O'Reilly: Ripple effect of polygamy court ruling

As a supporter of marriage equality, on the

As a supporter of marriage equality, on the equal-rights-under-the-law principle, I admit that I didn't see this polygamist case coming so soon. But here it is. (Credit: Tribune Content Agency / Paul Tong)

William F. B. O'Reilly

Portrait of Newsday/amNY columnist Bill O'Reilly (March 28, William F. B. O'Reilly

O’Reilly is a Republican consultant who is working on the

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Wanted: real man. Handsome and compassionate. Solid earner who will cook, fix things and cheerfully do yard work and household chores. Must be brilliant, patient and organized, great with kids. Candidate should be sensitive and cultured, yet not effete, an incomparable lover -- and funny. And confident and dreamy.

If it weren't for me, my wife would need at least six men to meet these criteria for a husband. As it is, she's only short a smart, handsome sugar daddy . . ., a confident lover, a handyman and someone who patiently does household chores. But for those less fortunate women -- and men -- out there who didn't hit the jackpot with their spouse, an answer may be coming: polygamy.

So says U.S. District Court Judge Clark Waddoups, who ruled on Dec. 13 that Utah law against cohabitation is a violation of the First and 14th Amendments. The federal court ruling, which will be challenged, has gay marriage opponents and proponents in an uproar, and, ironically, on the same side in this case.For those against same-sex marriage, this is the slippery slope of which they warned.

When you tamper with traditional marriage laws, when you loosen its strings, you open up legal arguments that can tie logic in a knot, making virtually any mutually agreed-upon domestic arrangement between consenting adults permissible. For proponents of same-sex marriage, who cite the 14th Amendment right to equal treatment under the law in their legal efforts, the Utah ruling is an untimely and unwanted distraction. What's OK for gay couples is not OK for trios or quartets.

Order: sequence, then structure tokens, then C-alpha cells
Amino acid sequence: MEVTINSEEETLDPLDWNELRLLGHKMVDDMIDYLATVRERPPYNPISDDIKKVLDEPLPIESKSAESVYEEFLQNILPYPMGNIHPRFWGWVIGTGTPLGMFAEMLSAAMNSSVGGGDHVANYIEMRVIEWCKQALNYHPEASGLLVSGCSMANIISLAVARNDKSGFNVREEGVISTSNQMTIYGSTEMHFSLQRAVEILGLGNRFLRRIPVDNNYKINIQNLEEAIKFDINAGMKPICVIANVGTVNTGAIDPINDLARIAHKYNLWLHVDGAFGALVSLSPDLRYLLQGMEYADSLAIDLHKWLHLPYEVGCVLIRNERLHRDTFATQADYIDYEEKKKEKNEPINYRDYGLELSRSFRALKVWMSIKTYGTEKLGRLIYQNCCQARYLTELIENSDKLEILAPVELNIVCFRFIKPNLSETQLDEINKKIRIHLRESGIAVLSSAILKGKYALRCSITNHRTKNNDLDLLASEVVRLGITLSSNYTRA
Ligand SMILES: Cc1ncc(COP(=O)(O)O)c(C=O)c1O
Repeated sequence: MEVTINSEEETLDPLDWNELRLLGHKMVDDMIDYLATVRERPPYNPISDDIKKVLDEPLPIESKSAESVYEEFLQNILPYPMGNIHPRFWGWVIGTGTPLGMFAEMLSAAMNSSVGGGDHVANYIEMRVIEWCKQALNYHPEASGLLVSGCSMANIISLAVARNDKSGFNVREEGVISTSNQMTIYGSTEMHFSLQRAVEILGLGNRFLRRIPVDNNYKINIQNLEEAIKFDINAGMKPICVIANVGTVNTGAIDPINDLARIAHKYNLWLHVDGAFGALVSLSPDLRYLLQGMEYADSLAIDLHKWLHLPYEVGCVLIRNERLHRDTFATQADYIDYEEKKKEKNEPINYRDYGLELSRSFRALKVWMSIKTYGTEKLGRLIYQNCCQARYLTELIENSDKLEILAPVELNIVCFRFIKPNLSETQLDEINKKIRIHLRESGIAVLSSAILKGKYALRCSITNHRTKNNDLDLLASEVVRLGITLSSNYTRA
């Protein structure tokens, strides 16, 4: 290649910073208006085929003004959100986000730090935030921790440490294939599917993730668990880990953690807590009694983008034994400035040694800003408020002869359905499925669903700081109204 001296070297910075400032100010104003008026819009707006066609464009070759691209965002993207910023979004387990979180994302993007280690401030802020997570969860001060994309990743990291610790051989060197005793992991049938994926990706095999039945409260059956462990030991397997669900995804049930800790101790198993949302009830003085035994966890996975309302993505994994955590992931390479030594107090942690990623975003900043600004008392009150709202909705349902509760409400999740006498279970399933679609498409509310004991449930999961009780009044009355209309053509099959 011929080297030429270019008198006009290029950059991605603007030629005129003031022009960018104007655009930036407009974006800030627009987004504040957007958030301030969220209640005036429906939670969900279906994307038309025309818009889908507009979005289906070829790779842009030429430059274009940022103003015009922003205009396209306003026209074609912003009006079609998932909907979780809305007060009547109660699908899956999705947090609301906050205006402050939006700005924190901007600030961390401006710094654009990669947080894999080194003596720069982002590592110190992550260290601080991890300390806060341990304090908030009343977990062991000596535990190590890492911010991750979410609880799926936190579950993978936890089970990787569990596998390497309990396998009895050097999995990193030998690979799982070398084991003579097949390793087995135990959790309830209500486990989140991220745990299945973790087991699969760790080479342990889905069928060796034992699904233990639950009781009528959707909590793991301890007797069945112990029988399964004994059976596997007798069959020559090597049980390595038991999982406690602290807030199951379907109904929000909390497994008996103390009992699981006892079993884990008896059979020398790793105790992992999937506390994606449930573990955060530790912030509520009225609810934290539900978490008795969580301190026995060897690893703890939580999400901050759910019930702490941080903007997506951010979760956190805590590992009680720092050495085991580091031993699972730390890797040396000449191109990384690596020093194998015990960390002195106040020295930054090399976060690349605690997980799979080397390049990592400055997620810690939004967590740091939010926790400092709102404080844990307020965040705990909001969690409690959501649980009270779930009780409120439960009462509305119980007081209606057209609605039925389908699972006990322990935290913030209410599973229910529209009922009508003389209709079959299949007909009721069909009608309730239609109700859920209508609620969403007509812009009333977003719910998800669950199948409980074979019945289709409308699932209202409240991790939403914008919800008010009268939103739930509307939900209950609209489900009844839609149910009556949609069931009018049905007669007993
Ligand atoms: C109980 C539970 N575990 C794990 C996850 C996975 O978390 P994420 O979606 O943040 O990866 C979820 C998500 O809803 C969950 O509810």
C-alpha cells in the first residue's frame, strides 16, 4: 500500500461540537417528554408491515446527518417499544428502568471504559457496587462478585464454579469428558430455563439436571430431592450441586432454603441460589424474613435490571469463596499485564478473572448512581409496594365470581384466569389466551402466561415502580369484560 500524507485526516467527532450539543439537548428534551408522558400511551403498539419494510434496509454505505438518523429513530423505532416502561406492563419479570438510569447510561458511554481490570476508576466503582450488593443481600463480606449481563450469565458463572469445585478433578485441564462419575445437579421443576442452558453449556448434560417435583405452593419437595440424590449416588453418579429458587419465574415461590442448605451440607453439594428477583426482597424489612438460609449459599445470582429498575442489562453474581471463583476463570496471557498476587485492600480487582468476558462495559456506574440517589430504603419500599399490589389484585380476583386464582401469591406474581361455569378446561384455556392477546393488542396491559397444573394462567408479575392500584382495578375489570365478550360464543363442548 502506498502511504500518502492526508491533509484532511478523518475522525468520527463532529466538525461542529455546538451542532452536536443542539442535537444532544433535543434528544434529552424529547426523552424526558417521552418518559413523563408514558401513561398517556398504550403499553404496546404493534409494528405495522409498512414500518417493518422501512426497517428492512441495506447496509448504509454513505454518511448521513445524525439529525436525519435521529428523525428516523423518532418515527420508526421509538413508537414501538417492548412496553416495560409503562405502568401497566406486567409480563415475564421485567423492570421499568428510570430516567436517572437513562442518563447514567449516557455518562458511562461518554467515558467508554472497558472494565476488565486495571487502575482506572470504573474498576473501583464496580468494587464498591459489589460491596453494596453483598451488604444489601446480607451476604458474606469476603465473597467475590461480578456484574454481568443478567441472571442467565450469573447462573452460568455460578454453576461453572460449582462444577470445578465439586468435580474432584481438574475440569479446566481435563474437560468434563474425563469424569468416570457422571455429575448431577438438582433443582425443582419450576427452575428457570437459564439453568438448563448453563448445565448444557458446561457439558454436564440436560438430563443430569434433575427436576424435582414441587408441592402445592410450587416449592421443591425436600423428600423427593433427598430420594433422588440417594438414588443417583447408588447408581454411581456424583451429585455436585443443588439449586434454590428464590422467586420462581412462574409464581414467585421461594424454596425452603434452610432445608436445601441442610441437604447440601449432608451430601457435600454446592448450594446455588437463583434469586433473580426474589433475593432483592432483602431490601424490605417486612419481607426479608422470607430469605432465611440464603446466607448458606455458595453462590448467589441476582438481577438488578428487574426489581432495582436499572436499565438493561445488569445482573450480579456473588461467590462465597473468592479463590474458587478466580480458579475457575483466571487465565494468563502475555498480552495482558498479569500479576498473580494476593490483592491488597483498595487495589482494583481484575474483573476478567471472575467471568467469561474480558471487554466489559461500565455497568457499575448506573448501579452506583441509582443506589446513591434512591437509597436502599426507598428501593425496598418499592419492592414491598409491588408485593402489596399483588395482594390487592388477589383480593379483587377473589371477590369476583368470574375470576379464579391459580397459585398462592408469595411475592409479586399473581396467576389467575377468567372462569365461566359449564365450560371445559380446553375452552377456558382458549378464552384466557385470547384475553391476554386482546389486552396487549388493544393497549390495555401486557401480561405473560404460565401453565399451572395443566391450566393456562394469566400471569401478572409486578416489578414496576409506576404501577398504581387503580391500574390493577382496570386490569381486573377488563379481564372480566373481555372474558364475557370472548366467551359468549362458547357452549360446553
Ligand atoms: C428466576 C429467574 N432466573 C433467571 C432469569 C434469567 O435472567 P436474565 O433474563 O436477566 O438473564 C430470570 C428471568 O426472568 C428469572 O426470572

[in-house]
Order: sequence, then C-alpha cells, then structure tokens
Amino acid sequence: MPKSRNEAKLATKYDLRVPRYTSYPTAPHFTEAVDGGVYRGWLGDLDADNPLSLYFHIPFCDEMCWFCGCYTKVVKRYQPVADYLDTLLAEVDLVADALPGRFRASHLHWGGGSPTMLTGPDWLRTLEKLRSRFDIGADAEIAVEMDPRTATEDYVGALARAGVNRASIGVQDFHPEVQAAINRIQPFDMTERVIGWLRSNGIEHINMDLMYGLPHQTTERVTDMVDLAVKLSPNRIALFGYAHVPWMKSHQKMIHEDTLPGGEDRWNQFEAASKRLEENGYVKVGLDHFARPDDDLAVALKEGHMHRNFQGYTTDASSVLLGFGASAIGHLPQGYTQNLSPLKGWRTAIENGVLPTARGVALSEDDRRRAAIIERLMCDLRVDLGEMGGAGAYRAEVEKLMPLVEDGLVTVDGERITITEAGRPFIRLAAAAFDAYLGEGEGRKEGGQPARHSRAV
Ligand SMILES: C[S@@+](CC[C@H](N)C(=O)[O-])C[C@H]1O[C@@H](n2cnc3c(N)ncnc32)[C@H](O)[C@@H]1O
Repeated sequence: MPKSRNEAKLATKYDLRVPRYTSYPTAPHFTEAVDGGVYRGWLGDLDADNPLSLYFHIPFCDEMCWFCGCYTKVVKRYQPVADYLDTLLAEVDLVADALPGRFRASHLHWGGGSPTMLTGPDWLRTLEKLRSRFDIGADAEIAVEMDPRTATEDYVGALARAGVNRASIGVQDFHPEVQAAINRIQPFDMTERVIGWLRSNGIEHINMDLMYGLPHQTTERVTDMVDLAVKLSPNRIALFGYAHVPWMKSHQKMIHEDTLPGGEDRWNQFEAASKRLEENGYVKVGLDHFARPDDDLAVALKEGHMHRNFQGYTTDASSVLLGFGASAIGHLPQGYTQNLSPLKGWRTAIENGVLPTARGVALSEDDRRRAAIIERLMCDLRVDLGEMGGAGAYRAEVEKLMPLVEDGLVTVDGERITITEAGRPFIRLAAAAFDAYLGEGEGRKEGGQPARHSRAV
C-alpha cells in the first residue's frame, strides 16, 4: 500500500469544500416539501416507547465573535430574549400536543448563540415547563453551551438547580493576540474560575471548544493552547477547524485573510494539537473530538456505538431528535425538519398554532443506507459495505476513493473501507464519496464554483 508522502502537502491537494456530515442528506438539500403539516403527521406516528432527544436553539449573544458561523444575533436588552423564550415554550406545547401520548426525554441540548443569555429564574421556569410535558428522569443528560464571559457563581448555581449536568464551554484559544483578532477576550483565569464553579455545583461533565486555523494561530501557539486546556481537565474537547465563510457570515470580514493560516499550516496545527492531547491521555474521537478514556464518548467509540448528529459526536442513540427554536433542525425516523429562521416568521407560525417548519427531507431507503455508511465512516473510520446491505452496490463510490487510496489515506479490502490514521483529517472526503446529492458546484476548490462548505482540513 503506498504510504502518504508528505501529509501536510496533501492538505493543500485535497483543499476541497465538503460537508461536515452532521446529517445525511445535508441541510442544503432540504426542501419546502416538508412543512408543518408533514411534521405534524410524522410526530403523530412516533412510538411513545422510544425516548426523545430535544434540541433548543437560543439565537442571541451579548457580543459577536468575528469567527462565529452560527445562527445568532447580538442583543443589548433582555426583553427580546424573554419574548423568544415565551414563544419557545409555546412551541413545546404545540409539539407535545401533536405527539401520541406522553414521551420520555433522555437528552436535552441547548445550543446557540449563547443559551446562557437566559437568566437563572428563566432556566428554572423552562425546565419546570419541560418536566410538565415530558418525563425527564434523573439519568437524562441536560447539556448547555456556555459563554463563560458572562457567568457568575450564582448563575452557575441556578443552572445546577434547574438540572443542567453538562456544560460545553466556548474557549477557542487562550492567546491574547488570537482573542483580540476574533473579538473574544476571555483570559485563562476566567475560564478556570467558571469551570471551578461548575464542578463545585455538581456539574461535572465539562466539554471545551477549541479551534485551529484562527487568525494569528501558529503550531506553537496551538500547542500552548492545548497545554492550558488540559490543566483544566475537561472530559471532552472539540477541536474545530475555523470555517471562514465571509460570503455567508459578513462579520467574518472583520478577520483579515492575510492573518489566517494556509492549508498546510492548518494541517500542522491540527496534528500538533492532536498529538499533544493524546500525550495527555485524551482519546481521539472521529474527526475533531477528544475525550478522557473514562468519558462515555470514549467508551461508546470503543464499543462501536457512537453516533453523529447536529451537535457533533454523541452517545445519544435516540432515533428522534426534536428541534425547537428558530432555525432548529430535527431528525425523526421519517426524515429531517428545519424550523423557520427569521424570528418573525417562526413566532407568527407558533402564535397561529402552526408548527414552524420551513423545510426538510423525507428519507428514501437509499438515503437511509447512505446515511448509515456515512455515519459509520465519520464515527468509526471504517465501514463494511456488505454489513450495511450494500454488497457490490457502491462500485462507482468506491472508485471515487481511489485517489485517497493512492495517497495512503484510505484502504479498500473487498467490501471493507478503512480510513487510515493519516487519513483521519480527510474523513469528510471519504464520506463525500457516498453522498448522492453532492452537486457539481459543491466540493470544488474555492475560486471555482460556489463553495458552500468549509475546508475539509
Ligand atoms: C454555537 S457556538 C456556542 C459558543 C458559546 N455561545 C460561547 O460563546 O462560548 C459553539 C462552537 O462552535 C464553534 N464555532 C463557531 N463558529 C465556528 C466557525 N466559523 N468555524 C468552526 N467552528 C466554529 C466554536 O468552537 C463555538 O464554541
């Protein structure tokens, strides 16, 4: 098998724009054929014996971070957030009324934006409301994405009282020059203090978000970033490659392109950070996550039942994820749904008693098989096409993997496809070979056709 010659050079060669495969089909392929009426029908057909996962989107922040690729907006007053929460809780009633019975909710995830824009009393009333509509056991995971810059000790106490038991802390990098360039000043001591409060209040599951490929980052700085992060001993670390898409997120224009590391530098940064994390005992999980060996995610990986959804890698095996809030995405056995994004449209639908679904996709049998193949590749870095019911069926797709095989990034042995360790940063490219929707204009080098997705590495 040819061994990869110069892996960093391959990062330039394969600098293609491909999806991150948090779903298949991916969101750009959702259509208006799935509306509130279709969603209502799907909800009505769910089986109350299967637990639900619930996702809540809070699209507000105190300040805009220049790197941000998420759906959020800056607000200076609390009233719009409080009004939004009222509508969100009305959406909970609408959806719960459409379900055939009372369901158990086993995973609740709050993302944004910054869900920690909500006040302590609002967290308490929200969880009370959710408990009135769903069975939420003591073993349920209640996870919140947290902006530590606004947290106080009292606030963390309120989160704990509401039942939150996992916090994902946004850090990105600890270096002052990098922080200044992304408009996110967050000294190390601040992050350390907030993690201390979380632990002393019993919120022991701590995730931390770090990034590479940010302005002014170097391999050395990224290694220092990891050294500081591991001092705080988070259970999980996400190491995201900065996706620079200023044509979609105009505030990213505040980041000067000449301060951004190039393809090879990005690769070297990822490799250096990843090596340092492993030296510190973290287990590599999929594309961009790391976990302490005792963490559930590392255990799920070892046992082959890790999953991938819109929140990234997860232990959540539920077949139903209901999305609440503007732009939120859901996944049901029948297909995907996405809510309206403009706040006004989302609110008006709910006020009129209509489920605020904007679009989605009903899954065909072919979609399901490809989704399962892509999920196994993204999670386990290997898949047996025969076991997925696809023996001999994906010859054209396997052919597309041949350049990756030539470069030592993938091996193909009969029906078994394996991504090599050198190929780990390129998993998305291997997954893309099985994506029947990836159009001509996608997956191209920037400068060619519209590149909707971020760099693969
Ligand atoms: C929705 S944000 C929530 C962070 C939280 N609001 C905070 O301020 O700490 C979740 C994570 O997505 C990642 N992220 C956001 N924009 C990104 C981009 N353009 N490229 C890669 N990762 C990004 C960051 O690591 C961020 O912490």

Waddoups' decision is fascinating to consider. I can't speak to it from a legal perspective -- I'm not a lawyer -- but from a logic point of view, and from a libertine one, it makes theoretical sense.

What right, after all, should government have to tell people whom and how many people they should love and with whom they should live?

Polygamy is still allowed only in some breakaway Mormon sects. Shouldn't their followers be able to practice their religion as they see fit if it harms no one? Catholics won a federal court decision in New York this week exempting its hospitals and health networks from the law requiring health insurers to provide coverage for contraception. Isn't that, at least in part, consistent with the Utah decision to uphold religious freedom under the First Amendment? And, if it is, how about Muslim-Americans who want to fully practice Shariah law in the home? Should we look into that, too?

These are all logical questions that inevitably arise from same-sex marriage laws, just as social conservatives predicted. As a supporter of those laws, on the equal-rights-under-the-law principle, I admit that I didn't see this polygamist case coming so soon. But here it is.

Fortunately, societies are not wholly reinvented each generation. The successful ones plod along, carefully making as few changes to legal and cultural traditions as possible until a new idea is exhaustively parsed and rejected or incorporated. Same-sex marriage has been a rare exception, catching on with unusual speed. Something tells me polygamy will not catch fire, nor should it, even if the X's and O's align neatly on the chalkboard. Homosexual relationships have existed in Western society for thousands of years, mostly in the shadows until recent years. Polygamy has no such roots.

I mean, how many people would truly want to take on another wife or husband? It's hard enough keeping a single spouse happy. I'd be glad to elaborate, but I need to check on dinner before shoveling the driveway.

William F. B. O'Reilly is a columnist and a Republican political consultant.